NY Times whines about conversion from touch-screen to optical scanner voting

This article makes me sick. The article is about the cost of switching from paperless touch screen to paper ballots and optical scanners:

Six counties still owe a combined $33 million on their touch-screen machines, which most bought hurriedly to comply with a new federal law banning punch-card and lever voting systems after the recount. Miami-Dade County alone must cast aside 7,200 touch-screen machines, for which it paid $24.5 million and still owes $15 million.

Most of the money for the touch screens came from the federal government, and so will most for the replacement machines, which cost about $6,000 each. But with Florida county budgets tightening due to a state mandate to cut property taxes, election officials are griping.

Hello?!? You don’t need as many optical scanners as touch-screen machines. People fill out their ballots on paper, then feed it into the scanner in five seconds, instead of standing for five minutes at the touch-screen making their decisions.

Paper ballots with optical scanners are cheaper than touch-screens. Why didn’t people complain about the cost of touch screens 6 years ago?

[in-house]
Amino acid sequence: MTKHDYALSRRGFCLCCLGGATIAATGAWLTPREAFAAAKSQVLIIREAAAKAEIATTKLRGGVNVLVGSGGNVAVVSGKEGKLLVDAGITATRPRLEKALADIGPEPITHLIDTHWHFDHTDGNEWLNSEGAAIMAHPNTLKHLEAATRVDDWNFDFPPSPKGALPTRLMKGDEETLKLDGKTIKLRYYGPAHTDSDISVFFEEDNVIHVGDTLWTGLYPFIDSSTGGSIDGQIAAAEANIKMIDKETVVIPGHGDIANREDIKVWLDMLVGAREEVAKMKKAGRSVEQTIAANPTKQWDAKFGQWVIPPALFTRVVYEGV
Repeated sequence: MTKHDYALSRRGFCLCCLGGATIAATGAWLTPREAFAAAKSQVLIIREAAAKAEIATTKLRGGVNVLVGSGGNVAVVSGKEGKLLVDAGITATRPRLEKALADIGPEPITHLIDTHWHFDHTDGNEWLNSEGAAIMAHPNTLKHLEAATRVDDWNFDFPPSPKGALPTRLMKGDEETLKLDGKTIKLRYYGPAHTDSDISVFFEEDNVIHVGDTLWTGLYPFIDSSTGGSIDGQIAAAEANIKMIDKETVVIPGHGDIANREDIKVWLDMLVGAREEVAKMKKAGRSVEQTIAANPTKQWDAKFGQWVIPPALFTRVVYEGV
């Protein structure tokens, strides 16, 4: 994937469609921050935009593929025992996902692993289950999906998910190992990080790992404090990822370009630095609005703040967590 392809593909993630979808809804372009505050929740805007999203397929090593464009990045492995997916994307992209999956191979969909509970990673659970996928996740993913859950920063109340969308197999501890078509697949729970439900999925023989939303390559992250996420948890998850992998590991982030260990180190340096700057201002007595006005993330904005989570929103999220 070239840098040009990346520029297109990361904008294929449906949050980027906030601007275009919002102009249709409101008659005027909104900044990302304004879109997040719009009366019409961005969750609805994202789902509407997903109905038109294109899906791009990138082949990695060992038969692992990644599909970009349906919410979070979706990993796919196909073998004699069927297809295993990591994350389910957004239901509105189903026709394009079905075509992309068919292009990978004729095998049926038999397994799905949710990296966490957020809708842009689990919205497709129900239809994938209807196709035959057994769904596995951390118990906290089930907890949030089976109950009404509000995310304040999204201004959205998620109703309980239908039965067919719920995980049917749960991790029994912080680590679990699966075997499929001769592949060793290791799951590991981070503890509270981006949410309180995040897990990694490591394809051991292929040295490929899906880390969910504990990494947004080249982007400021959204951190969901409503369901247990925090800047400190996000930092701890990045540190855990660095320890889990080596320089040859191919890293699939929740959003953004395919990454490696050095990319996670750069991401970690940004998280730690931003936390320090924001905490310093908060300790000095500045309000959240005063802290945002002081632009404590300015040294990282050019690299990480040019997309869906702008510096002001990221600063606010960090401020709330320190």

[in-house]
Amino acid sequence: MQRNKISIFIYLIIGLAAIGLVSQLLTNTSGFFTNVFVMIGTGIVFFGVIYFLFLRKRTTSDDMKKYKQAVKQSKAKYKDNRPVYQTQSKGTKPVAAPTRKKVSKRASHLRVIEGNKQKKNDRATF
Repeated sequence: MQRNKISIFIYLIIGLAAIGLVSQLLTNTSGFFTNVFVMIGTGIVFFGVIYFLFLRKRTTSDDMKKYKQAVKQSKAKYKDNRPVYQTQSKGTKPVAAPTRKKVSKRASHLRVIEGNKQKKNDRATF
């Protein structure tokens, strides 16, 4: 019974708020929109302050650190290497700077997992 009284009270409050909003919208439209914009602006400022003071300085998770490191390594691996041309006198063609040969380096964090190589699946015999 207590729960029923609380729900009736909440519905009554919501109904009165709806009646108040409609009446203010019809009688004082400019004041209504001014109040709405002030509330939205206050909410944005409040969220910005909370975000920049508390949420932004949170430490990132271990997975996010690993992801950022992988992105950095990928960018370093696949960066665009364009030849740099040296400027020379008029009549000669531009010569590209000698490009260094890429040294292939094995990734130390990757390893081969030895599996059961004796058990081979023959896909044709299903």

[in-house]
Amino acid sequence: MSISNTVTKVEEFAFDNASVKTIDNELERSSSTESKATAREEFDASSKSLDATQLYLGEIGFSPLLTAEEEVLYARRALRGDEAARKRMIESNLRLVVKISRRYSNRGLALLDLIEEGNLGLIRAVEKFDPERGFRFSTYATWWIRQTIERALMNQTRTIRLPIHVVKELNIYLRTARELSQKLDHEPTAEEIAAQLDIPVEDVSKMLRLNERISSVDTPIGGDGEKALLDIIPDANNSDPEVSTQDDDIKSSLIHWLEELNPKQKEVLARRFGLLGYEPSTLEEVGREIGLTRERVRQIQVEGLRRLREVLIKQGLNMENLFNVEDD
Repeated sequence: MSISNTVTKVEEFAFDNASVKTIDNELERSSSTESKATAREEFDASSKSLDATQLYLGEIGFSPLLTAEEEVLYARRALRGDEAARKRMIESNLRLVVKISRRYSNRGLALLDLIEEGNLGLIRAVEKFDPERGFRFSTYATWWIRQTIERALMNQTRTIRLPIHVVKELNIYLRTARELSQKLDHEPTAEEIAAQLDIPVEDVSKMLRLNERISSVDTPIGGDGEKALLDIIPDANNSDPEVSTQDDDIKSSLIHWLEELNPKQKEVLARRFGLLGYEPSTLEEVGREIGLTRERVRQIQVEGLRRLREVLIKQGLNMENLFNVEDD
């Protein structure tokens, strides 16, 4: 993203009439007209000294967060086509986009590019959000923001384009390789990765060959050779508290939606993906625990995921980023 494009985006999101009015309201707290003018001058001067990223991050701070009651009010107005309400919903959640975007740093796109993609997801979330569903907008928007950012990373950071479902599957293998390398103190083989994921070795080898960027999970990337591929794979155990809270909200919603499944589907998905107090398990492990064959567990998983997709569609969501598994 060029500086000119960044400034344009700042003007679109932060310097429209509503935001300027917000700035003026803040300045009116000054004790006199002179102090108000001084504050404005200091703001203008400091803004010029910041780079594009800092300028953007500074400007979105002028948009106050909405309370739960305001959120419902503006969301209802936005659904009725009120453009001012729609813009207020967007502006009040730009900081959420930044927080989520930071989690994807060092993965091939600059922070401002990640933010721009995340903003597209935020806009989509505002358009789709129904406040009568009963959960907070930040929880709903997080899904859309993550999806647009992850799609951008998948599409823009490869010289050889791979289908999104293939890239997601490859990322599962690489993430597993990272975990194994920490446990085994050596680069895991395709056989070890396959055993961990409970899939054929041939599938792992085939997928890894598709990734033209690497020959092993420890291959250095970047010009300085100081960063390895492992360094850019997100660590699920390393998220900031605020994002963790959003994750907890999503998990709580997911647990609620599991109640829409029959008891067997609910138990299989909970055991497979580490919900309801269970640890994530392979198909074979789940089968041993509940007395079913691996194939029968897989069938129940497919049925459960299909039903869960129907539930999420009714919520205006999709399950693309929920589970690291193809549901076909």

One other complaint with paper ballots is that the format of the ballot can be confusing:

One problem that could persist is poor ballot design, which was responsible for widespread voter confusion in Palm Beach County in 2000 and possibly for the not-recorded votes in Sarasota County last year.

But the example they give in the article refers to a flaw in a touch-screen ballot, which caused 18,000 votes not to be recorded. If there was a similar flaw in a paper ballot, at least the ballot would still be there; the other votes on the ballot could still be recorded. And everything could be hand-counted if necessary. If the computer screws up in a touch-screen system, there’s no way to recount.

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